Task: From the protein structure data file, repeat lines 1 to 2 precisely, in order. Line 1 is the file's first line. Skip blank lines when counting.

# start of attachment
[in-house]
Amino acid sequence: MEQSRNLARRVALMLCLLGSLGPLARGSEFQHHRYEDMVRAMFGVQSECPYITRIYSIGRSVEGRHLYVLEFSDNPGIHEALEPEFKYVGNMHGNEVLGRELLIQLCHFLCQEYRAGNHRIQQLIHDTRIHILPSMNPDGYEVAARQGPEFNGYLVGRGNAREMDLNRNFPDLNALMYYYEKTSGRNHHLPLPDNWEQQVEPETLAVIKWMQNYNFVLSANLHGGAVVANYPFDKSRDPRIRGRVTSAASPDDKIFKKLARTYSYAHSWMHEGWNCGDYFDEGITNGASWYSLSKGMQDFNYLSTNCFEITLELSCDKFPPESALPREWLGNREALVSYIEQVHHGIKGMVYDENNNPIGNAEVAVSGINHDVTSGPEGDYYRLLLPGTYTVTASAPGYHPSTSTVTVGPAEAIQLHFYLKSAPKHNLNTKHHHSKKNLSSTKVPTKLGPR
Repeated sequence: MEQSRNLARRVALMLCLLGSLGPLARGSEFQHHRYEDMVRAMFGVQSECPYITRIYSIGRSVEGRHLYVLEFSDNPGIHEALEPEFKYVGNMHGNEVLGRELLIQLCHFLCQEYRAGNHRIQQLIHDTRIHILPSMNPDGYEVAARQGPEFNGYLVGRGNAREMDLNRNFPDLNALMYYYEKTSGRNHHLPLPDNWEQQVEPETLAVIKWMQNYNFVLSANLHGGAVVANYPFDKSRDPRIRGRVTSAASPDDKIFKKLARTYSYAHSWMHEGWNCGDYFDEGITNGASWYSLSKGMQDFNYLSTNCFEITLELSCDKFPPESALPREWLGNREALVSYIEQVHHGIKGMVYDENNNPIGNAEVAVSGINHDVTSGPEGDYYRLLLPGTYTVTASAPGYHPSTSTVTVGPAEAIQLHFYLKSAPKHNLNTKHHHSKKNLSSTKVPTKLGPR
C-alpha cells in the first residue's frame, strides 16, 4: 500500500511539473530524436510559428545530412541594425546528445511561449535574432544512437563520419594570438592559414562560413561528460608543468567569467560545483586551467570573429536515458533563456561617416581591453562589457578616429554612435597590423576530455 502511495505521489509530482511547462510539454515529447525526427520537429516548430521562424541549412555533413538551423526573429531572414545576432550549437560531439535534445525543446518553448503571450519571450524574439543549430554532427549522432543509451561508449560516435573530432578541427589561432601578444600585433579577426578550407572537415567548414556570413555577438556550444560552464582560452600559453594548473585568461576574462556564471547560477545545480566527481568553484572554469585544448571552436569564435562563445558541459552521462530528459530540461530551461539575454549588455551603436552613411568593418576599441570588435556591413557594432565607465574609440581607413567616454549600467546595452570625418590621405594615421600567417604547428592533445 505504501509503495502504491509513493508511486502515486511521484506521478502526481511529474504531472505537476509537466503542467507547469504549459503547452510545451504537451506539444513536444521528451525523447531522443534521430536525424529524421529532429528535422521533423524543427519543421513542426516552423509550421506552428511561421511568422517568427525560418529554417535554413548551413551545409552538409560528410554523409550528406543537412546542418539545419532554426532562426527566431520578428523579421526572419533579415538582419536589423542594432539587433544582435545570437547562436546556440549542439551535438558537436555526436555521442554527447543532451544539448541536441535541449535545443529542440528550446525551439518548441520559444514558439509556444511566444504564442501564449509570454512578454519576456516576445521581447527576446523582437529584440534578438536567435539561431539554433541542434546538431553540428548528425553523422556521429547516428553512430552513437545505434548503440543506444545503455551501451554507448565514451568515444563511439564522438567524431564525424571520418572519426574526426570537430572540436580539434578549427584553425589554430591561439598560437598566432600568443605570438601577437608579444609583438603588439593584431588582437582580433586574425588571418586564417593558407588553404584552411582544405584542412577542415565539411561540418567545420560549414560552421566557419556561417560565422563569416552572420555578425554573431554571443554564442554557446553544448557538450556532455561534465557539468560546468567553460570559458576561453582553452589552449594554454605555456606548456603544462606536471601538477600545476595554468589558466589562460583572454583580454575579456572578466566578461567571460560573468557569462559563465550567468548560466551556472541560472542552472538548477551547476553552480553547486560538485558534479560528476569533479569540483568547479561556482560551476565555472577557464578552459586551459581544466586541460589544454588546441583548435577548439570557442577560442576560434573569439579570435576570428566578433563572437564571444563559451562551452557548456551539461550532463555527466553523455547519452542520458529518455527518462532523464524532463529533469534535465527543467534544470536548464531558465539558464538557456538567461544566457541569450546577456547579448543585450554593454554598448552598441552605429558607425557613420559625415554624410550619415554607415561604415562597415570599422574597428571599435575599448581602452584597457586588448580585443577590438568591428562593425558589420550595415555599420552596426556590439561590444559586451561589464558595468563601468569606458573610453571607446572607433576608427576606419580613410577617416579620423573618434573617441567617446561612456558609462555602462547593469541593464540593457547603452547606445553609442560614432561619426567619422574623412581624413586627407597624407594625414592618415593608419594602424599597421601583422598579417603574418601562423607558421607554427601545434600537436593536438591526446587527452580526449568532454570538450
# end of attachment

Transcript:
[in-house]
Amino acid sequence: MEQSRNLARRVALMLCLLGSLGPLARGSEFQHHRYEDMVRAMFGVQSECPYITRIYSIGRSVEGRHLYVLEFSDNPGIHEALEPEFKYVGNMHGNEVLGRELLIQLCHFLCQEYRAGNHRIQQLIHDTRIHILPSMNPDGYEVAARQGPEFNGYLVGRGNAREMDLNRNFPDLNALMYYYEKTSGRNHHLPLPDNWEQQVEPETLAVIKWMQNYNFVLSANLHGGAVVANYPFDKSRDPRIRGRVTSAASPDDKIFKKLARTYSYAHSWMHEGWNCGDYFDEGITNGASWYSLSKGMQDFNYLSTNCFEITLELSCDKFPPESALPREWLGNREALVSYIEQVHHGIKGMVYDENNNPIGNAEVAVSGINHDVTSGPEGDYYRLLLPGTYTVTASAPGYHPSTSTVTVGPAEAIQLHFYLKSAPKHNLNTKHHHSKKNLSSTKVPTKLGPR